What is an Insider Threat?

For those not familiar with an insider threat, it is a threat that comes from within your own walls, either an employee, contractor, or a business associate. Depending upon which statistical group you speak to, anywhere from 55% to 70% of the threats your business faces are insider threats. Yes, you are more likely to have a security incident or breach from the inside than from the sinister hacker in his mom’s basement or off in a far flung land. Most people that are insider threats are not intending to be malicious and most threats that are realized are done so as errors or slip-ups, not targeted attacks.

Some people call former employees insider threats. I do not classify them as such. If they are no longer in your organization and work against you, they are a significant external threat.

If a company has a culture of fear that makes people concerned about taking time for themselves, taking the simple action of time off to recharge the batteries (commonly known as vacation), then this is a culture or a manager that encourages and makes people become insider threats, or a security problem. In saying that a culture makes a person an insider threat, hear me clearly, I am not saying that that absolves the threat agent of responsibility for his or her own actions. Most assuredly, when someone crosses the line into the dark side, either accidentally or by malicious intent, they must be held to account. What I am saying is that in a culture of fear and frustration, where something as simple as vacations are mishandled and maligned, the organization, manager or culture that produces that fear and frustration must be held to account as well.

What can and should be done?

As CISO’s, Security Managers or security practitioners, like any other threat, we are bound by ethics and responsibility to report situations to management, make them aware and let them decide the best course of action for the organization. In my current organization I am trying so hard to create a culture that allows the reporting of the best security practice with the understanding and intent that it be used by the management team to make informed decisions. Hopefully they will come back and ask how best to fix it, how to reduce the risk. However, if they choose to ignore or choose a different direction than the security recommendation, so be it. An informed decision was made and that really should be our goal. We could even revisit it later as the risk changes. (ps – CISO’s should sometimes learn to brush the dust off of our feet and move on to the next problem instead of harping on an informed situation too).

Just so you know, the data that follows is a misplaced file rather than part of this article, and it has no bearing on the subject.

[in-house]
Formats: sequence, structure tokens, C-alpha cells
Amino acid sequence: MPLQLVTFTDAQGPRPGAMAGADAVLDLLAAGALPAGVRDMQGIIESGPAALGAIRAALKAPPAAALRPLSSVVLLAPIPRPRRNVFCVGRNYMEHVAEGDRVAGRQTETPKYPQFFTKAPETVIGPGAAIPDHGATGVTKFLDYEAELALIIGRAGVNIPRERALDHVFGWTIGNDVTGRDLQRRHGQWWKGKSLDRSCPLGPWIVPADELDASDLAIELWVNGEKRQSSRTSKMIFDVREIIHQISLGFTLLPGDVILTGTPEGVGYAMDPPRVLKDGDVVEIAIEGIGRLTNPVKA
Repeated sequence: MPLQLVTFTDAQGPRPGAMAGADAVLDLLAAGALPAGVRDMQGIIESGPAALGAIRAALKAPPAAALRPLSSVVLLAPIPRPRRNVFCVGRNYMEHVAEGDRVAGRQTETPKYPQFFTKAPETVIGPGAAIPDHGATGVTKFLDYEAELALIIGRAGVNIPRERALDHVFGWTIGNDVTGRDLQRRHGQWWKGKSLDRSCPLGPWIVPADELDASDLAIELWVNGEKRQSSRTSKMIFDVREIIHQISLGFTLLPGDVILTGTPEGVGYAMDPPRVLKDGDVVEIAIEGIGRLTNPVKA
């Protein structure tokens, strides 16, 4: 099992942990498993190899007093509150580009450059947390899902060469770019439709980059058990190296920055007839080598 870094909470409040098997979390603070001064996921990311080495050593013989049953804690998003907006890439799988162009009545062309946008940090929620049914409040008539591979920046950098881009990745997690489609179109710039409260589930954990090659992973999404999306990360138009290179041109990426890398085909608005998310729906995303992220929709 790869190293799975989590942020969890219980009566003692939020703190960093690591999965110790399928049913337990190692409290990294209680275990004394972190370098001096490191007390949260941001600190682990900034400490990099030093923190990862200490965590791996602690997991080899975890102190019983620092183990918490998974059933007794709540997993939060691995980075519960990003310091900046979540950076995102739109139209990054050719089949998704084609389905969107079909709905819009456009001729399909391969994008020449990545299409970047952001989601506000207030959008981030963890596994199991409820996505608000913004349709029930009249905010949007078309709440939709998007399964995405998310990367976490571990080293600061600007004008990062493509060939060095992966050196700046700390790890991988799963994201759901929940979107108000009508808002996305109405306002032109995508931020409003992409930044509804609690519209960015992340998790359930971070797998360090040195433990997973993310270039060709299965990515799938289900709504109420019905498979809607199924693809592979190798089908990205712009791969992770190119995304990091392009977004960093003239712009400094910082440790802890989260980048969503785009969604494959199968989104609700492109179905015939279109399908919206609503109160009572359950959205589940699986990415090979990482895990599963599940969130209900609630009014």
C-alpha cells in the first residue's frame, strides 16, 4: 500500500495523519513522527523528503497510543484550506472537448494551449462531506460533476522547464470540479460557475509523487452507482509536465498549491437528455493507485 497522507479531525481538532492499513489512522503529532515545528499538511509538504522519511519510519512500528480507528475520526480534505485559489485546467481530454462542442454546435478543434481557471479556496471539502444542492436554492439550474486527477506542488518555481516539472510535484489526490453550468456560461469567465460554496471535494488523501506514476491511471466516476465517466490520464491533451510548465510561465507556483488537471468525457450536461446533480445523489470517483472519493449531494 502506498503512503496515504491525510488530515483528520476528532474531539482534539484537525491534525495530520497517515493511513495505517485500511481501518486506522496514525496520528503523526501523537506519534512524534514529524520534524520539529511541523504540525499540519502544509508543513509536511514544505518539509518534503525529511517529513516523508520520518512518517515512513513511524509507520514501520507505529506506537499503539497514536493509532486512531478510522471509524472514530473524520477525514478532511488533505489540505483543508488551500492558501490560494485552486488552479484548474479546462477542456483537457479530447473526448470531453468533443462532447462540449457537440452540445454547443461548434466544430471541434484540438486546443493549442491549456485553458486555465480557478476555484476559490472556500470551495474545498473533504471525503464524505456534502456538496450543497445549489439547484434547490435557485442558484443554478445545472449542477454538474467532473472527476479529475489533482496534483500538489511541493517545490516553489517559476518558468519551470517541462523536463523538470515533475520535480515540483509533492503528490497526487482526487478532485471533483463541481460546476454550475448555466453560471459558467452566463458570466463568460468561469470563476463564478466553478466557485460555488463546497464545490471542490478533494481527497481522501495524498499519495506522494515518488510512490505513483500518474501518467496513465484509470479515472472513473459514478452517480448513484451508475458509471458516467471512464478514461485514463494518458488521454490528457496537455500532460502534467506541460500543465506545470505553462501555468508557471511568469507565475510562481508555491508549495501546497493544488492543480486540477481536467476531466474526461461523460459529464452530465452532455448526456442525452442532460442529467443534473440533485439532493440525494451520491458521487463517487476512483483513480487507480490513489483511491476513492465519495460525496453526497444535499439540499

If you are not in security but are a manager, take stock of your team. Ask yourself how you can make the organization better by reducing insider threats. Is it as simple as helping employees that are heading out on vacation reduce that peak of stress before they go on vacation by reassigning tasks or projects a week or two in advance? Is it as simple as giving that reintegration day and protecting that for the employee on the backside of the vacation?
If you are an employee the first thing you can do is put two feet on the floor in front of your desk every morning and tell yourself to slow down, think about what you are doing and be deliberate about it. Slowing down and being deliberate can eliminate a multitude of insider threat sins. You could also approach your manager / leader and communicate constructive ways to do your job differently to reduce risk.

Together we can change the culture and reduce insider threats.